Blood & Truth for the PlayStation VR is an “action narrative” game (this means it has a story) that is a bit like riding a virtual reality roller-coaster. Only you get to decide when to move on to the next stop. You pull your guns out, shoot everything you can at that location, and then move on the next location and repeat the shooting.
I have seen several versions of Blood & Truth over the years, as Sony’s SIE London Studio has been making the game for a long time. It was originally based on The London Heist demo on the PlayStation VR Worlds disc. You mimic the motions of holstering, pulling out your weapons, loading them, and shooting as you would do in real life. The whole idea is to be an action hero in a full-fledged game in VR.
Some of that is great, like aiming a gun at a bad guy. Some of it sucks, like figuring out how to open a door or climb a ladder.
I tried previous Blood & Truth demos where I fought in a truck being chased by bad guys, and I also took on a whole gang of bad guys inside a casino. I played as Ryan Marks, who has to save his family from a ruthless criminal overlord.
In the first part of the new demo, an intelligence officer approached me while I was sitting down at a table in a warehouse. I was a captive, and he offered me a deal. I could do something for the intelligence agency and I would get a lucky break.
Then the scene shifted to a mission in a compound in a sandy desert. Bad guys were all over, and I asked if I could go into the compound to rescue a hostage. Permission was denied at first, but then an air strike hit the place. (It didn’t really blow up).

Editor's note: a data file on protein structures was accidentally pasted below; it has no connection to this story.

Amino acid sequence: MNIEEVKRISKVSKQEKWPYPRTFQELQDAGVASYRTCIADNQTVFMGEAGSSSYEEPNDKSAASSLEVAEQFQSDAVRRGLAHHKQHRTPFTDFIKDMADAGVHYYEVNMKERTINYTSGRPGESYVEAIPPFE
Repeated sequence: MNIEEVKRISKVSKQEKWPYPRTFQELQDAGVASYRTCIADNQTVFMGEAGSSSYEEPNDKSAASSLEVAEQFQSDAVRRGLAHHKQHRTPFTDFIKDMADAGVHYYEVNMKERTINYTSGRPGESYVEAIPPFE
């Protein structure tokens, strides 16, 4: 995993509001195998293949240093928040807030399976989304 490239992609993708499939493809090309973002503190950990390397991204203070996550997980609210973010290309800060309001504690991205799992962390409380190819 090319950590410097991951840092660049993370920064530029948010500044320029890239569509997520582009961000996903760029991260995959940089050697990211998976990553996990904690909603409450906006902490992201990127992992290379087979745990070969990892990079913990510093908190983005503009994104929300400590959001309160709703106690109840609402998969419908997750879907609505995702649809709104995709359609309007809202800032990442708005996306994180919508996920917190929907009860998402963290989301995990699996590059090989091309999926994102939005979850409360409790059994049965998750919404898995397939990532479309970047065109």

Then the permission came. I moved by looking at a spot where I could maneuver and then pressing a button. When I did so, my character moved to that spot. If it was a wall, then my character would duck for cover. I could moved sideways easily using a button on the Move controller. I could easily move along cover that way or strafe while shooting.
I picked up a gun and some ammo and went into the compound. I had to physically reach my hand out and pull on doors to open them. To load my gun, I had to physically tap my chest with the Move controller to grab some ammo with my left hand and then jam the magazine into the gun that I was holding in the right hand. To holster a gun, I had to put my hand at my side or reach behind my back.
Once I got my weapons, I had to figure out how to take down enemies. I could melee them with actual physical punches, but one of the guys saw me and I had to go weapons hot very quickly.
Then a bunch of enemies came from all over. They would sneak up behind me or shoot down from the walls. When I cleared a location, I had to move to the next one, and then repeat that.
When I got to the hostage, I found it was a fellow agent. I had to put an explosive on the door, blow it open, and then rush inside and shoot the guards in slow motion. It wasn’t that hard to take the three guards out. I freed the agent and then he armed himself.
Next, we proceeded together. He moved along and then I would. We attacked in unison, shooting enemies from multiple locations. The bad guys fled and we gave chase. We got into cars and then got into a big car chase. I had to shoot the other vehicles chasing us and then get the lead vehicle. I guess you could call that car chase a “set piece,” as it reminded me of that original London Heist experience.
Much of the game takes place in modern-day London, with both “glamor and grit.”
The game debuts for $40 on PSVR on May 28. It has a mature rating.